Burning Bridges: America’s 20-Year Crusade to Deport Labor Leader Harry Bridges, Releases This Week
NEWPORT BEACH, CA, ORANGE COUNTY, June 28, 2017 /EINPresswire.com/ — One LLP is excited to announce the release of founding partner Peter Afrasiabi’s new book, Burning Bridges: America’s 20-Year Crusade to Deport Labor Leader Harry Bridges.
Set during the Cold War and the Red Scare, the book charts the legal and political intrigue of the four serial trials against San Francisco labor leader Harry Bridges. It assesses the prosecutors and FBI investigators, the judges and courts, and the larger-than-life defense lawyers who risked prison and disbarment in their efforts to save Harry Bridges.
Based on declassified FBI documents, including documents from J. Edgar Hoover’s vault and previously-secret National Archives documents, this is the first full account of the longest and most bitter deportation battles in U.S. history, and the twenty-year legal campaign waged by government lawyers and policumakers, in secret conjuction with private enterprise, to deport radical labor leader Harry Bridges. This is the story of the rise and fall of due process, where those who are supposed to be the very agents of due process – government prosecutors, federal investigators, legislators, and judges – bent and warped the Constitution in a means-justify-ends crusade to silence Bridges’ labor voice.
The book discusses the timely issue of deportation, and explores why such institutionalized persecution of people who offer different viewpoints can happen today in an immigration system even more politicized and beholden to Executive control than in the last century, questions that go to the heart of the American legal system and the heart of the guarantee of due process.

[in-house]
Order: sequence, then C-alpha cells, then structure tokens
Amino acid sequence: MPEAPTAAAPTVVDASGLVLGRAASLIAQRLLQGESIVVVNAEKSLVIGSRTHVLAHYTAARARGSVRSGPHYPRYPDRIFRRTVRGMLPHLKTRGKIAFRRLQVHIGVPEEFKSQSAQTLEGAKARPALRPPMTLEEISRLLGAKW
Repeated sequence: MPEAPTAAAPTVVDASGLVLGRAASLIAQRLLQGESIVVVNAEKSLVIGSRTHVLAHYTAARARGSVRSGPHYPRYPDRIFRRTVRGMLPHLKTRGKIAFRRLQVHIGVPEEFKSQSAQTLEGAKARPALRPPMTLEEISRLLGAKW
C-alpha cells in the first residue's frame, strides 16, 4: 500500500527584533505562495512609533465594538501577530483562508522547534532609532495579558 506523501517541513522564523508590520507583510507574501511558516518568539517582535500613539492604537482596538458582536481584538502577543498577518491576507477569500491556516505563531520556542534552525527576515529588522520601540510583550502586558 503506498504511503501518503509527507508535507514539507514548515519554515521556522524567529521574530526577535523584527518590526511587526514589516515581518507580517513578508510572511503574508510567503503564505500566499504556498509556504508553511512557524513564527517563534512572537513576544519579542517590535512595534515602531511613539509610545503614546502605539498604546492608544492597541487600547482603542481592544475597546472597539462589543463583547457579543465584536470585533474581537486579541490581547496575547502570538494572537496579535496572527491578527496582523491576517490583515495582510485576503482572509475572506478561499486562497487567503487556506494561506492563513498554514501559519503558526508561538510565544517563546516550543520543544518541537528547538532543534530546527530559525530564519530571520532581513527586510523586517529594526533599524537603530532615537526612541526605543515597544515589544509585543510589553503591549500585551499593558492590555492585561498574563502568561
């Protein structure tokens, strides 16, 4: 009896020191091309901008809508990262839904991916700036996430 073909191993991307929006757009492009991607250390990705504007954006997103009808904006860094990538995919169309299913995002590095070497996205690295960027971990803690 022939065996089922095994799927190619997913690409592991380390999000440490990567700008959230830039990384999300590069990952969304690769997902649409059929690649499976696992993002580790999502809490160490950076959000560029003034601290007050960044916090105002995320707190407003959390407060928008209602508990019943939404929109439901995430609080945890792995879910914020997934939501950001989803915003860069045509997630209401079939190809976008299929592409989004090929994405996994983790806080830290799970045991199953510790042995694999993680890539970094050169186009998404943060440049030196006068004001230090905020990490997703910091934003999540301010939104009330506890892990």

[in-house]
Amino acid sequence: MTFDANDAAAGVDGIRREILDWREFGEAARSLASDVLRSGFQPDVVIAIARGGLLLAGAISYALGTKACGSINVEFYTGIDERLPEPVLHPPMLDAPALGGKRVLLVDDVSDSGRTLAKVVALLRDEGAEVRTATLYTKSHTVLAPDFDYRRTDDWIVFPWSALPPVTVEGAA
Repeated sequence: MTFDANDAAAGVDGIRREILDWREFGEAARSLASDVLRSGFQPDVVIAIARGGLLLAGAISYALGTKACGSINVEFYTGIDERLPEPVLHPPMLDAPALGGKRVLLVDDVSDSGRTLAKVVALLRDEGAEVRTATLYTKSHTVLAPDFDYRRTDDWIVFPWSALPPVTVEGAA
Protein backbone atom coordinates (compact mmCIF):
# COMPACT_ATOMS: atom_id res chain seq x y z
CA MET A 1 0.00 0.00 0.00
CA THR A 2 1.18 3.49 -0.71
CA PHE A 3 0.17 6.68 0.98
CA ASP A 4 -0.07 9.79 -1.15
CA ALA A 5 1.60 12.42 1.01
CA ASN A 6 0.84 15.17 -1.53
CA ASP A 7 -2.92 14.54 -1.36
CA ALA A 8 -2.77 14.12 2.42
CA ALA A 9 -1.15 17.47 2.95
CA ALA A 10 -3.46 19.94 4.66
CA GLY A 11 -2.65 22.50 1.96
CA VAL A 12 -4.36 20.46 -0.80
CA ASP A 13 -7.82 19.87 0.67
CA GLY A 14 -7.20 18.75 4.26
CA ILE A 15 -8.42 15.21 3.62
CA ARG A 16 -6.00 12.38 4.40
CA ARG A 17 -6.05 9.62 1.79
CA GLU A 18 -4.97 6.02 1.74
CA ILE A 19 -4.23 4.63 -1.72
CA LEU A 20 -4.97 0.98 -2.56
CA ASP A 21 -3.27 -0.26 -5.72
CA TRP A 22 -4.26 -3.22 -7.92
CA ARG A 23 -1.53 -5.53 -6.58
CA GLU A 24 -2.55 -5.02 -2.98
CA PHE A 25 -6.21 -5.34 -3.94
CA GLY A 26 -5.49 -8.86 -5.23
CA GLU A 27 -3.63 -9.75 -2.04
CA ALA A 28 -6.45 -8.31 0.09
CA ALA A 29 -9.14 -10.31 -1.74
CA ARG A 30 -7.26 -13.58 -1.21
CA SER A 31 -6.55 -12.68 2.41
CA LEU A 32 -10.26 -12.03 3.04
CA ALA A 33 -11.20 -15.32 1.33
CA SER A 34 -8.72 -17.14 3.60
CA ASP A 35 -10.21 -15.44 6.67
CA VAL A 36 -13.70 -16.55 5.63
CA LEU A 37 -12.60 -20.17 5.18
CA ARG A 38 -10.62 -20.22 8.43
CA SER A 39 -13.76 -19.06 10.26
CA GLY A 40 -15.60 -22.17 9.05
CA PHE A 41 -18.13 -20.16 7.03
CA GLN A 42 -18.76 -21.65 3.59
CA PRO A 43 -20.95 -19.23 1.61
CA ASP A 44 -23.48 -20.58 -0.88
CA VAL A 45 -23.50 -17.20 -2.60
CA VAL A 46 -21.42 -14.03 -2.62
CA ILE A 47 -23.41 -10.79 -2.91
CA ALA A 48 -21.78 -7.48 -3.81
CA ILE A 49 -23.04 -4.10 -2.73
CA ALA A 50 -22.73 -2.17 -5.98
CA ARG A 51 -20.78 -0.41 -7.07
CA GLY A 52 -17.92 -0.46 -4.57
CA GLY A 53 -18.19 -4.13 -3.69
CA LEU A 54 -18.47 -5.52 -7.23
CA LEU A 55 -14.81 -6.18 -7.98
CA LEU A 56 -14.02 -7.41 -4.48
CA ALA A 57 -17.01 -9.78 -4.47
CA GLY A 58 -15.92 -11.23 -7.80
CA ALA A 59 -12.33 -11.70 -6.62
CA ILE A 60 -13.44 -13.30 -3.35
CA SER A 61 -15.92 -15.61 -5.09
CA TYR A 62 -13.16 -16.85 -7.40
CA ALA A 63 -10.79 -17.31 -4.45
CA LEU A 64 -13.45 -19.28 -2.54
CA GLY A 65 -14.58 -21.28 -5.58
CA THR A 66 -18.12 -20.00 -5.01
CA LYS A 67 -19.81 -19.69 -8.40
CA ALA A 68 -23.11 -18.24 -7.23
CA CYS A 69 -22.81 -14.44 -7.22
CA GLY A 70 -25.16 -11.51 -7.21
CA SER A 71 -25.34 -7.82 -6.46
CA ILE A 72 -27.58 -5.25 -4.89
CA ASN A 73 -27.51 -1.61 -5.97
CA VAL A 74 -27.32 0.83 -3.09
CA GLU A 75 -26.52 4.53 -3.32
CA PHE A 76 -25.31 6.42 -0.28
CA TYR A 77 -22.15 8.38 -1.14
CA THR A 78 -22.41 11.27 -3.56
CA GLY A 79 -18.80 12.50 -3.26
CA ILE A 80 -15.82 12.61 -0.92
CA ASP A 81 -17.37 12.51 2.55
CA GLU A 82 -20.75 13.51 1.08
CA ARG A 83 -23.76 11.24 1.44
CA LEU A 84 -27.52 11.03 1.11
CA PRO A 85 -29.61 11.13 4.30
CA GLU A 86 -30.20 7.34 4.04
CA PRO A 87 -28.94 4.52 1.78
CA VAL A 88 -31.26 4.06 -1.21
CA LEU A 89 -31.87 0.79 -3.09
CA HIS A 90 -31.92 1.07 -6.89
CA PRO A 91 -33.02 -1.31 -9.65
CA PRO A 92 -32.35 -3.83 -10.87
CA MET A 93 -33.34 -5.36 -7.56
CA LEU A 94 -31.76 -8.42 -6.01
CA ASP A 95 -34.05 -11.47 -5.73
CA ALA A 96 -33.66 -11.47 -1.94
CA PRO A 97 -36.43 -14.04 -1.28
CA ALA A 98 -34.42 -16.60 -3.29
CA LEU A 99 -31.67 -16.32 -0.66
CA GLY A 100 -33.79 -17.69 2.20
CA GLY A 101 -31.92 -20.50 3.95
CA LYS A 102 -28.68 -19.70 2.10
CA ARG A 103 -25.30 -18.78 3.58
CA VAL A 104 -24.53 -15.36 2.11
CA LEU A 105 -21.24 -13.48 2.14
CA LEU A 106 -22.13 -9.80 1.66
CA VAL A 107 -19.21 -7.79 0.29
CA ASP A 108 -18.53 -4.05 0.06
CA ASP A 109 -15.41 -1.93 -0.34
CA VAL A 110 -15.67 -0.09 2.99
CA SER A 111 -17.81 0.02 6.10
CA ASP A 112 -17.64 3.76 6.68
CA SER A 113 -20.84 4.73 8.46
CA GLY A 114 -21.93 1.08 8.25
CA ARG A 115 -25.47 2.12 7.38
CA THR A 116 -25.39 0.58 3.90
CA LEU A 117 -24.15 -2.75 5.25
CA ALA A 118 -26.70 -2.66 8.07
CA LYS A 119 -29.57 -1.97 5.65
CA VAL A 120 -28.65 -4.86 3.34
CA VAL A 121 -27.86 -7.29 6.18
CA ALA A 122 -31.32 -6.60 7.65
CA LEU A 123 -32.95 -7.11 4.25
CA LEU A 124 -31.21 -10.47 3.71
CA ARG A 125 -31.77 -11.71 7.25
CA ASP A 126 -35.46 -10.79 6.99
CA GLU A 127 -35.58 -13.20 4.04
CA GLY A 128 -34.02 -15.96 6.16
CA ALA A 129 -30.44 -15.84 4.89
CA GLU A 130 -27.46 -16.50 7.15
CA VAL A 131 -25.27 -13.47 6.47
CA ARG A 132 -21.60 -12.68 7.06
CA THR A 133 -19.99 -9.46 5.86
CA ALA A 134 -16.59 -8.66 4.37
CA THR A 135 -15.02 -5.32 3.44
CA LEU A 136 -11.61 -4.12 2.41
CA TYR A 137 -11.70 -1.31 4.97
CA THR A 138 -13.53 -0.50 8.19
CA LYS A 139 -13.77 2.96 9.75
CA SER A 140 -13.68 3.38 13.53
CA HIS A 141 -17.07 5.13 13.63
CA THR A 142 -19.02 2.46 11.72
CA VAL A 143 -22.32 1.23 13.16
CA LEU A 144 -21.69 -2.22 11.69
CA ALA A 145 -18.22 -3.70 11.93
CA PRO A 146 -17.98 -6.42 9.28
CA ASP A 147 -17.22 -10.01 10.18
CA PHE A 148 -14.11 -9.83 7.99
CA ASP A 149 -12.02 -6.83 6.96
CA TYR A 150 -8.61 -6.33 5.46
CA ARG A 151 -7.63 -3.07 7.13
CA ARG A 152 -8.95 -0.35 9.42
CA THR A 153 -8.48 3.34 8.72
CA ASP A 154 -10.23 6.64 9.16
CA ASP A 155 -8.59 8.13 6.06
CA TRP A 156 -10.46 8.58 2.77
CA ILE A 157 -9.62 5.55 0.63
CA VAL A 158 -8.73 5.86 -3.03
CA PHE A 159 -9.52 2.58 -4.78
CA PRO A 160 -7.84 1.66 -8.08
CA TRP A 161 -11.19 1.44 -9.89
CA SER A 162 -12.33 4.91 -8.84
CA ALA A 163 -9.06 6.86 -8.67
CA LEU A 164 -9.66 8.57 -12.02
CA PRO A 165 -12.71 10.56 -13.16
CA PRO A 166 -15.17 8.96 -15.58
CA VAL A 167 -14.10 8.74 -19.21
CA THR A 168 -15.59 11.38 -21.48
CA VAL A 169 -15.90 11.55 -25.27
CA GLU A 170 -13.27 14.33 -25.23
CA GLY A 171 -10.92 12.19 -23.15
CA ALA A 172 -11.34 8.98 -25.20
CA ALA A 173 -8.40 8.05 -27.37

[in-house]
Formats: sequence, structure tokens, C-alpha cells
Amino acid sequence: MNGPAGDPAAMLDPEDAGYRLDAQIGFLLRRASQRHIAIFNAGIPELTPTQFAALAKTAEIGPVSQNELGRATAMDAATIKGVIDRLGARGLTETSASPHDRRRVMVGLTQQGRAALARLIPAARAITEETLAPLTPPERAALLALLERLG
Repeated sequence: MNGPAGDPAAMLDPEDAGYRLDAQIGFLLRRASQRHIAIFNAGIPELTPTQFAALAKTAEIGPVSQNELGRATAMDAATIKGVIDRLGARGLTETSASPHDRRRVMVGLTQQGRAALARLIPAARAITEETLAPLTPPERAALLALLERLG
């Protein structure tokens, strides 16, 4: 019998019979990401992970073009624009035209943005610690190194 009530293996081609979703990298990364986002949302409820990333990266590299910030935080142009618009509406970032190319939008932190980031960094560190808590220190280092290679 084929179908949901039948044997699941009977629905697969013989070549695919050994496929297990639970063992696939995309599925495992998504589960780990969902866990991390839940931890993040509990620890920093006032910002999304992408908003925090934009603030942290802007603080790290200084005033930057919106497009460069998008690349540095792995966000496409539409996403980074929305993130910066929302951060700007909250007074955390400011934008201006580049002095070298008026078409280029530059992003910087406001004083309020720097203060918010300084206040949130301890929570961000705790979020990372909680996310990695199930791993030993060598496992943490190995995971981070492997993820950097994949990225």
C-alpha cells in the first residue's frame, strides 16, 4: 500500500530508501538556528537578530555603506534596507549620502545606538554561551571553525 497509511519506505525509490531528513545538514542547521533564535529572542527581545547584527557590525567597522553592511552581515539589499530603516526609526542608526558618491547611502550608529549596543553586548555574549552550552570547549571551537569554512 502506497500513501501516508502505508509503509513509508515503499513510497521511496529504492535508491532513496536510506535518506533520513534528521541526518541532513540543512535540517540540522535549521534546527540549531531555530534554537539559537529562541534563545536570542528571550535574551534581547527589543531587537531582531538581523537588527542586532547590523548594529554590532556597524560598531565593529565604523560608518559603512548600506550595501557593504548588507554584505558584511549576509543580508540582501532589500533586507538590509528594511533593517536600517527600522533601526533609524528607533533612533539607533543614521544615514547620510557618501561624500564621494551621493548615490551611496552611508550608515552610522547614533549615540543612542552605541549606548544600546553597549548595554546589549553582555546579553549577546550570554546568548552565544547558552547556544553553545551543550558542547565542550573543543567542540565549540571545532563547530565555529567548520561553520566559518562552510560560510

"Then it was the Cold War and communist ideological deportation trials as the government targeted labor leader Harry Bridges. History repeats itself and today it is a new ism, terrorism and Islamism, raising the same questions litigated in the legal and public policy arena for 20 years as Harry Bridges fought to save his life in America,” said author Peter Afrasiabi.
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About The Author:
Peter Afrasiabi has particular expertise in appellate litigation. He is Director of the Appellate Litigation Clinic at the University of California Irvine, School of Law and previously founded the Appellate Litigation Clinic at Chapman University School of Law. He has litigated scores of high-profile federal appeals before the federal Circuit Courts of Appeals, personally arguing over two dozen with a high success rate. Peter regularly provides CLE on appellate and intellectual property law to various bar groups, Westlaw and other video providers, and his “Winning on Appeal” CLE has received national acclaim from lawyers.
Variety Magazine has named him a Top Intellectual Property and Entertainment lawyer. From battles with Madonna over the “Material Girl” brand to protecting artists in copyright and trademark disputes, Peter has been a legal commentator on NBC and CBS, recognized as a “Super Lawyer” (an honor less than 5% of lawyers in Southern California receive), and was selected by the University of California to author the annual intellectual property piece, Copyrights, Patents and Trademarks.
Peter is also a Founding Director of the Rock School Scholarship Fund, a 501(c)(3) dedicated to helping children in financial need attend Rock Music Schools and an organization that has been supported by renowned rock musicians. In 2010-11, Peter was the President of the Federal Bar Association of Orange County, and has been a member of the Board of Directors since 2005. Peter was a member of the Board Directors of the Legal Aid Society of Orange County from 2001-2005, and a Board Member of the Democratic Foundation of Orange County from 2004 through 2009.
Peter was awarded the Public Counsel “Advocate of the Year” Award for his efforts in federal immigration litigation. In 2006, Peter was awarded the USC Paul Davis Memorial Award by the Public Interest Legal Foundation for his appellate litigation work, and in 2009 received special recognition awards from the Ninth Circuit Court of Appeals for his federal pro bono efforts.
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Source: EIN Presswire